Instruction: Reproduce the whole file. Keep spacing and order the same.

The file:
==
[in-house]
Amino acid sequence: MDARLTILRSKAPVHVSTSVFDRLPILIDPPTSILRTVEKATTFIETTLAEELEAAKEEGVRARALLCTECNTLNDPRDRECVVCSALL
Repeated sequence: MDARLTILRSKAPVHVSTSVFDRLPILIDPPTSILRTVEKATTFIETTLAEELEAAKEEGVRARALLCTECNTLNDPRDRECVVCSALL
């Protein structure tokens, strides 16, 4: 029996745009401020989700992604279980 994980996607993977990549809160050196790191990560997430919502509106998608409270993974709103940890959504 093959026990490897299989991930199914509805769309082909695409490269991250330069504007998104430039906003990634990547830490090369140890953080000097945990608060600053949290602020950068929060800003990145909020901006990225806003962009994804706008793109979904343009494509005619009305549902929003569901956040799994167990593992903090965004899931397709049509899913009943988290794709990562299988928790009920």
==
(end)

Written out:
[in-house]
Amino acid sequence: MDARLTILRSKAPVHVSTSVFDRLPILIDPPTSILRTVEKATTFIETTLAEELEAAKEEGVRARALLCTECNTLNDPRDRECVVCSALL
Repeated sequence: MDARLTILRSKAPVHVSTSVFDRLPILIDPPTSILRTVEKATTFIETTLAEELEAAKEEGVRARALLCTECNTLNDPRDRECVVCSALL
């Protein structure tokens, strides 16, 4: 029996745009401020989700992604279980 994980996607993977990549809160050196790191990560997430919502509106998608409270993974709103940890959504 093959026990490897299989991930199914509805769309082909695409490269991250330069504007998104430039906003990634990547830490090369140890953080000097945990608060600053949290602020950068929060800003990145909020901006990225806003962009994804706008793109979904343009494509005619009305549902929003569901956040799994167990593992903090965004899931397709049509899913009943988290794709990562299988928790009920």